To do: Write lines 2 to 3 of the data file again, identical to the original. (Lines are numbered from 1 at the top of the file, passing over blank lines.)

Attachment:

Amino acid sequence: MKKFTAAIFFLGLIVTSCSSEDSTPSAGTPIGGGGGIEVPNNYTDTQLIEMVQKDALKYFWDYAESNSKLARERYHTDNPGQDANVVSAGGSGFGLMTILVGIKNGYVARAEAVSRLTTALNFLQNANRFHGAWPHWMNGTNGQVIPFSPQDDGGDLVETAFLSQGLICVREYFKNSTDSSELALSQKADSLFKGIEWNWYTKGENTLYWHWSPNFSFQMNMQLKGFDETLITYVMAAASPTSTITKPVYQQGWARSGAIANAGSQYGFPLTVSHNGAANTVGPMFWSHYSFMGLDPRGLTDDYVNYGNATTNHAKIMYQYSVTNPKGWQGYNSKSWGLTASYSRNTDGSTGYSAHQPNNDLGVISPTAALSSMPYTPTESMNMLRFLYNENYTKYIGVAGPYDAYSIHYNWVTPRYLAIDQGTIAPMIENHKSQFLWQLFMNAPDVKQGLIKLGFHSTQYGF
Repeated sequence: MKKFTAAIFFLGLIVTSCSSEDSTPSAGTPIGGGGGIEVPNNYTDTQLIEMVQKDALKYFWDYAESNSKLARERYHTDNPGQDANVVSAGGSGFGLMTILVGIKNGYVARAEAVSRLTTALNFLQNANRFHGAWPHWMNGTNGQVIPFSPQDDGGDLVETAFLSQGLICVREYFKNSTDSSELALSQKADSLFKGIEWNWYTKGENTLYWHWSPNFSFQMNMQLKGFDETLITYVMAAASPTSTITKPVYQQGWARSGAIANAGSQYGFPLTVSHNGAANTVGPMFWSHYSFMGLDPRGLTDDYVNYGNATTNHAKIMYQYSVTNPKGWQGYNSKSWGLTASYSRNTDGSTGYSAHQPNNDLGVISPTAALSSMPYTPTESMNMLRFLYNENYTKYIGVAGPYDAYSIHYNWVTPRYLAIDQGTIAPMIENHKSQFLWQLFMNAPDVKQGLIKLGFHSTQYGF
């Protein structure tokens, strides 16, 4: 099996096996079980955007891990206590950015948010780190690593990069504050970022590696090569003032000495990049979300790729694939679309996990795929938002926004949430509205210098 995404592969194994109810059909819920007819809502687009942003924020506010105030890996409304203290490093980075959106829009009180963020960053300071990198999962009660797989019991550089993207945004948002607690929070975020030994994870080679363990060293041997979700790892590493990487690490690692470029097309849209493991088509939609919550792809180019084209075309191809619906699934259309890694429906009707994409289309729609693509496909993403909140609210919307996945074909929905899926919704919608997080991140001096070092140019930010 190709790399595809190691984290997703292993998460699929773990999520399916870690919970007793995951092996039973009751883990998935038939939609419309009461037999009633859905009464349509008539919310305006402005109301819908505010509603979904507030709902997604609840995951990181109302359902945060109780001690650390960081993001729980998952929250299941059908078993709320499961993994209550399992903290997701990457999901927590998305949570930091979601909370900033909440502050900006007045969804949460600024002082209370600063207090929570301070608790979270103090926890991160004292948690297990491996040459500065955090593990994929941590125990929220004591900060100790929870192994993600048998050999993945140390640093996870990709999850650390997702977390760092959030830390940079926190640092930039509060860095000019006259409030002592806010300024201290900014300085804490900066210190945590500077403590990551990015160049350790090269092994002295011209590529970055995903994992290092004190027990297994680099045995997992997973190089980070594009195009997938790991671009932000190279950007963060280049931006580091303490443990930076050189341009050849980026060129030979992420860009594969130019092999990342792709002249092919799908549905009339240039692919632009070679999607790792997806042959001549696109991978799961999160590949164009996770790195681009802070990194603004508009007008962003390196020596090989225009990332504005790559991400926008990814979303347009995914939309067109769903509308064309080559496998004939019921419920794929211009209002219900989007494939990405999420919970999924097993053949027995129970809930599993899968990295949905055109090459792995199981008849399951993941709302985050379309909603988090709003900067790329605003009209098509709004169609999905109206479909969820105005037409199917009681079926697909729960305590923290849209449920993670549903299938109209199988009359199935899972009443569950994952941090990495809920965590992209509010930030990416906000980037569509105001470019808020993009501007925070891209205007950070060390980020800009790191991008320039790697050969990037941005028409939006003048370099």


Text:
Repeated sequence: MKKFTAAIFFLGLIVTSCSSEDSTPSAGTPIGGGGGIEVPNNYTDTQLIEMVQKDALKYFWDYAESNSKLARERYHTDNPGQDANVVSAGGSGFGLMTILVGIKNGYVARAEAVSRLTTALNFLQNANRFHGAWPHWMNGTNGQVIPFSPQDDGGDLVETAFLSQGLICVREYFKNSTDSSELALSQKADSLFKGIEWNWYTKGENTLYWHWSPNFSFQMNMQLKGFDETLITYVMAAASPTSTITKPVYQQGWARSGAIANAGSQYGFPLTVSHNGAANTVGPMFWSHYSFMGLDPRGLTDDYVNYGNATTNHAKIMYQYSVTNPKGWQGYNSKSWGLTASYSRNTDGSTGYSAHQPNNDLGVISPTAALSSMPYTPTESMNMLRFLYNENYTKYIGVAGPYDAYSIHYNWVTPRYLAIDQGTIAPMIENHKSQFLWQLFMNAPDVKQGLIKLGFHSTQYGF
């Protein structure tokens, strides 16, 4: 099996096996079980955007891990206590950015948010780190690593990069504050970022590696090569003032000495990049979300790729694939679309996990795929938002926004949430509205210098 995404592969194994109810059909819920007819809502687009942003924020506010105030890996409304203290490093980075959106829009009180963020960053300071990198999962009660797989019991550089993207945004948002607690929070975020030994994870080679363990060293041997979700790892590493990487690490690692470029097309849209493991088509939609919550792809180019084209075309191809619906699934259309890694429906009707994409289309729609693509496909993403909140609210919307996945074909929905899926919704919608997080991140001096070092140019930010 190709790399595809190691984290997703292993998460699929773990999520399916870690919970007793995951092996039973009751883990998935038939939609419309009461037999009633859905009464349509008539919310305006402005109301819908505010509603979904507030709902997604609840995951990181109302359902945060109780001690650390960081993001729980998952929250299941059908078993709320499961993994209550399992903290997701990457999901927590998305949570930091979601909370900033909440502050900006007045969804949460600024002082209370600063207090929570301070608790979270103090926890991160004292948690297990491996040459500065955090593990994929941590125990929220004591900060100790929870192994993600048998050999993945140390640093996870990709999850650390997702977390760092959030830390940079926190640092930039509060860095000019006259409030002592806010300024201290900014300085804490900066210190945590500077403590990551990015160049350790090269092994002295011209590529970055995903994992290092004190027990297994680099045995997992997973190089980070594009195009997938790991671009932000190279950007963060280049931006580091303490443990930076050189341009050849980026060129030979992420860009594969130019092999990342792709002249092919799908549905009339240039692919632009070679999607790792997806042959001549696109991978799961999160590949164009996770790195681009802070990194603004508009007008962003390196020596090989225009990332504005790559991400926008990814979303347009995914939309067109769903509308064309080559496998004939019921419920794929211009209002219900989007494939990405999420919970999924097993053949027995129970809930599993899968990295949905055109090459792995199981008849399951993941709302985050379309909603988090709003900067790329605003009209098509709004169609999905109206479909969820105005037409199917009681079926697909729960305590923290849209449920993670549903299938109209199988009359199935899972009443569950994952941090990495809920965590992209509010930030990416906000980037569509105001470019808020993009501007925070891209205007950070060390980020800009790191991008320039790697050969990037941005028409939006003048370099």